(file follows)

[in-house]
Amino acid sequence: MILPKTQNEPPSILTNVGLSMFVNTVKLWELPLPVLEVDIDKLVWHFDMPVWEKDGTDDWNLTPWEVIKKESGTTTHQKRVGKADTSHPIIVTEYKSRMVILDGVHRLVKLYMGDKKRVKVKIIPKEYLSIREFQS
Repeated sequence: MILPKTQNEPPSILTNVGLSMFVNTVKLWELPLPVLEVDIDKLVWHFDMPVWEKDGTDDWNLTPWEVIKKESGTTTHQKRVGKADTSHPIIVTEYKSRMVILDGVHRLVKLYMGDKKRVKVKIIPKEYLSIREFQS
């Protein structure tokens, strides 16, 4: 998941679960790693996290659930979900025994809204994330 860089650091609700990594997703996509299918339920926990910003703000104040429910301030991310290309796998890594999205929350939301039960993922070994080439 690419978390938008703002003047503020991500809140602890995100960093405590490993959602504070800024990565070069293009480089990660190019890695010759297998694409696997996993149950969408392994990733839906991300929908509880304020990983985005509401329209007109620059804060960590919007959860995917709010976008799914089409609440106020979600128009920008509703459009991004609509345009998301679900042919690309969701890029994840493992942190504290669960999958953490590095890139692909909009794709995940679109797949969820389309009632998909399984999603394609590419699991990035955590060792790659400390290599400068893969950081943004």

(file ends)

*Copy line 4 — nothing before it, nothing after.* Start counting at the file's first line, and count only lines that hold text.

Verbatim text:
């Protein structure tokens, strides 16, 4: 998941679960790693996290659930979900025994809204994330 860089650091609700990594997703996509299918339920926990910003703000104040429910301030991310290309796998890594999205929350939301039960993922070994080439 690419978390938008703002003047503020991500809140602890995100960093405590490993959602504070800024990565070069293009480089990660190019890695010759297998694409696997996993149950969408392994990733839906991300929908509880304020990983985005509401329209007109620059804060960590919007959860995917709010976008799914089409609440106020979600128009920008509703459009991004609509345009998301679900042919690309969701890029994840493992942190504290669960999958953490590095890139692909909009794709995940679109797949969820389309009632998909399984999603394609590419699991990035955590060792790659400390290599400068893969950081943004």